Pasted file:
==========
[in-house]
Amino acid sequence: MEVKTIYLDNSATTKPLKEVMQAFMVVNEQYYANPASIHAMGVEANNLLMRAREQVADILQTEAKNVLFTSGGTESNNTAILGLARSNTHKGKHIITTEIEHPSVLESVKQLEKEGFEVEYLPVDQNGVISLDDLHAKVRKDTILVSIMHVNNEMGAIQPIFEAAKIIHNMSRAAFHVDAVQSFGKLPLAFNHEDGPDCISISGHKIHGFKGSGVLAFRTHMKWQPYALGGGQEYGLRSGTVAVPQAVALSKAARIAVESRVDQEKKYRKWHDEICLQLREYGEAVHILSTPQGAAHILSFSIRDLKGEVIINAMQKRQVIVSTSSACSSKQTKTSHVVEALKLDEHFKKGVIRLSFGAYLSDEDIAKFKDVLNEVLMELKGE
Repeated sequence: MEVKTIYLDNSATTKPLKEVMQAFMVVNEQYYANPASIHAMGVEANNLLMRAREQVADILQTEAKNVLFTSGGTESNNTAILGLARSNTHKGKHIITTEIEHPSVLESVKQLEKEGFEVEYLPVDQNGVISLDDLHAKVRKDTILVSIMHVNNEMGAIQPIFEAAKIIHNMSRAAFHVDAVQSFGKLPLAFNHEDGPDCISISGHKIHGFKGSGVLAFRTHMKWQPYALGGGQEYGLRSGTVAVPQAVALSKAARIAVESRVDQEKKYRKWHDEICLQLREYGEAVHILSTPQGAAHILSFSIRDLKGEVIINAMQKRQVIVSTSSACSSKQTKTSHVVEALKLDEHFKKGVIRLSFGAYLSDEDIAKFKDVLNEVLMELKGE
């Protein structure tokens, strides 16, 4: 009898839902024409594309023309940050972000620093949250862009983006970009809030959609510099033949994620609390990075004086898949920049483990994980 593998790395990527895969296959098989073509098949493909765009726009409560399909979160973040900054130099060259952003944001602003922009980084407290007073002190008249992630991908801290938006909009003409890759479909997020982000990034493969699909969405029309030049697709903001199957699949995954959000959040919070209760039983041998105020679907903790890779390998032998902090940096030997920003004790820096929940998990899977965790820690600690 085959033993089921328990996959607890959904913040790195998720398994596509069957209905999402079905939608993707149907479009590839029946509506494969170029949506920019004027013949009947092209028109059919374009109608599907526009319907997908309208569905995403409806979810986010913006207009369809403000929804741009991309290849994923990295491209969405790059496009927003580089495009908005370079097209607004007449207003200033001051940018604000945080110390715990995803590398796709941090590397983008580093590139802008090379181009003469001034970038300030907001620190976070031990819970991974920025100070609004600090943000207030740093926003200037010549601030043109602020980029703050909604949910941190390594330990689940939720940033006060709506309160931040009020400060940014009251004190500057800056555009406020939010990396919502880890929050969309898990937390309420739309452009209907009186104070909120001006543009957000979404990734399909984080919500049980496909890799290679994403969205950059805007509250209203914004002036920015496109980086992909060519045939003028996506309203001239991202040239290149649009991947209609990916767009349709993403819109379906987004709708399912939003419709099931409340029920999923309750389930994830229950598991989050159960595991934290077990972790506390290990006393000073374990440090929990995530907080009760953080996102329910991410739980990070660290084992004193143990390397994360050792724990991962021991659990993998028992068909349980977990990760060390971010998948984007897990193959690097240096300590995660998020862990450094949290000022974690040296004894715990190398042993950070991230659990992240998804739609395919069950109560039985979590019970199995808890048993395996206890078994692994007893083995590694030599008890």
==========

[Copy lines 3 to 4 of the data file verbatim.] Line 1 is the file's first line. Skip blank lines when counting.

Repeated sequence: MEVKTIYLDNSATTKPLKEVMQAFMVVNEQYYANPASIHAMGVEANNLLMRAREQVADILQTEAKNVLFTSGGTESNNTAILGLARSNTHKGKHIITTEIEHPSVLESVKQLEKEGFEVEYLPVDQNGVISLDDLHAKVRKDTILVSIMHVNNEMGAIQPIFEAAKIIHNMSRAAFHVDAVQSFGKLPLAFNHEDGPDCISISGHKIHGFKGSGVLAFRTHMKWQPYALGGGQEYGLRSGTVAVPQAVALSKAARIAVESRVDQEKKYRKWHDEICLQLREYGEAVHILSTPQGAAHILSFSIRDLKGEVIINAMQKRQVIVSTSSACSSKQTKTSHVVEALKLDEHFKKGVIRLSFGAYLSDEDIAKFKDVLNEVLMELKGE
């Protein structure tokens, strides 16, 4: 009898839902024409594309023309940050972000620093949250862009983006970009809030959609510099033949994620609390990075004086898949920049483990994980 593998790395990527895969296959098989073509098949493909765009726009409560399909979160973040900054130099060259952003944001602003922009980084407290007073002190008249992630991908801290938006909009003409890759479909997020982000990034493969699909969405029309030049697709903001199957699949995954959000959040919070209760039983041998105020679907903790890779390998032998902090940096030997920003004790820096929940998990899977965790820690600690 085959033993089921328990996959607890959904913040790195998720398994596509069957209905999402079905939608993707149907479009590839029946509506494969170029949506920019004027013949009947092209028109059919374009109608599907526009319907997908309208569905995403409806979810986010913006207009369809403000929804741009991309290849994923990295491209969405790059496009927003580089495009908005370079097209607004007449207003200033001051940018604000945080110390715990995803590398796709941090590397983008580093590139802008090379181009003469001034970038300030907001620190976070031990819970991974920025100070609004600090943000207030740093926003200037010549601030043109602020980029703050909604949910941190390594330990689940939720940033006060709506309160931040009020400060940014009251004190500057800056555009406020939010990396919502880890929050969309898990937390309420739309452009209907009186104070909120001006543009957000979404990734399909984080919500049980496909890799290679994403969205950059805007509250209203914004002036920015496109980086992909060519045939003028996506309203001239991202040239290149649009991947209609990916767009349709993403819109379906987004709708399912939003419709099931409340029920999923309750389930994830229950598991989050159960595991934290077990972790506390290990006393000073374990440090929990995530907080009760953080996102329910991410739980990070660290084992004193143990390397994360050792724990991962021991659990993998028992068909349980977990990760060390971010998948984007897990193959690097240096300590995660998020862990450094949290000022974690040296004894715990190398042993950070991230659990992240998804739609395919069950109560039985979590019970199995808890048993395996206890078994692994007893083995590694030599008890």